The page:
Rocky Mountain Section - 64th Annual Meeting (9–11 May 2012)

Paper No. 6
Presentation Time: 9:30 AM


FOSTER, Katie, Geology and Geophysics, Univ of Wyoming, 810 E Kearney St apt 2, Laramie, WY 82070 and DUEKER, Ken G., Geology and Geophysics, Univ of Wyoming, Laramie, WY 82071,

Seven years of 70 km spaced Earthscope Transportable Array data in conjunction with more densely spaced PASSCAL arrays provides an opportunity to map the velocity contrasts in the upper mantle with forward scattered Sdp phase receiver function (RF) analysis and common conversion point (CCP) imaging. Preliminary results reveal a persistent negative shear velocity gradient beneath the Moho at 90 km depth, with variations on ~300 km lateral regional scales in both the thickness of the layer and sharpness of impedance contrast. One hypothesis for the origin of this anomaly is that the negative shear velocity gradient demarks the base of a thermal boundary layer (TBL), hence signifying the Lithosphere-Asthenosphere Boundary (LAB). A very different interpretation the low velocity layer is that ascending carbonate-rich partial melts have accumulated over the last 2 Ga in the deep continental lithosphere (Sleep, 2009), forming a layer referred to as the Mid-Lithospheric Discontinuity (MLD). These two explanations for the observed anomalies have differing implications for our understanding of upper-mantle dynamics, convective flow, temperature variations, and tectonic processes. Sp RF images under western US support the second hypothesis, with evidence that a MLD resides at approximately the same depth across the study region, invariant with respect to crustal thickness.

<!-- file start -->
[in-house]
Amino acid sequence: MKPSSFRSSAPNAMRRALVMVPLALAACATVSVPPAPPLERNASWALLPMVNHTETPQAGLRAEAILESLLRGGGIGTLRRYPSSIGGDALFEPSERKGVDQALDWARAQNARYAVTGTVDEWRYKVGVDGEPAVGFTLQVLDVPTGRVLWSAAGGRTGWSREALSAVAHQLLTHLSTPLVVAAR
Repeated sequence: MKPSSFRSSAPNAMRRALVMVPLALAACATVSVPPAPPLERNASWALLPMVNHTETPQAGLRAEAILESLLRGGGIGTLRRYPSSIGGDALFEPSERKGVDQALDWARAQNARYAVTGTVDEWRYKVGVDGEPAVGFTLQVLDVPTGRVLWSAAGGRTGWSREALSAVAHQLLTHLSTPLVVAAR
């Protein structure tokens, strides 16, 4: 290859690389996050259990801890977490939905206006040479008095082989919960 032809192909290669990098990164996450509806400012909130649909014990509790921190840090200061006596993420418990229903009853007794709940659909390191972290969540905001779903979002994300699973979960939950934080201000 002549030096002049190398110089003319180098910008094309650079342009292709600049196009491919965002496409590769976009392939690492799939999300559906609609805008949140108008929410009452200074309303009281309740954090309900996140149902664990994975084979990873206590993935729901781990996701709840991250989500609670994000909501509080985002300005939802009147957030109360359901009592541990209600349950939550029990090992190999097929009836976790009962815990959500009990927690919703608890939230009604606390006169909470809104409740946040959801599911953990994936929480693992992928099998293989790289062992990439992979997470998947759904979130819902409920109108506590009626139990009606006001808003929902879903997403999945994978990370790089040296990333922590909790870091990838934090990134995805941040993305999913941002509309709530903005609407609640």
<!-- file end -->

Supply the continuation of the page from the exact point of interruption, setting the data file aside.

To better constrain the nature of shear velocity contrasts in this region, Sdp receiver functions have the advantage over Pds RFs in this depth range because the S to p converted arrivals are precursory with respect to direct S and SKS arrivals and hence not contaminated by free-surface multiples from crustal reflections prevalent in Pds RF imaging. Furthermore, rather than using the P-component seismogram as an approximation for the source, a deconvolution method (Mercier et al, 2006; Hansen and Dueker, 2010) is used to isolate individual source-spectrum estimates, allowing for a more accurate approximation of the Earth’s Sp Green’s function.

Combining overlapping data from PASSCAL arrays (e.g. SNEP, CREST, CROMCAR, etc.) and the Transportable Array (TA) also provides an opportunity to assess how image quality modulates with respect to sampling density and data fold.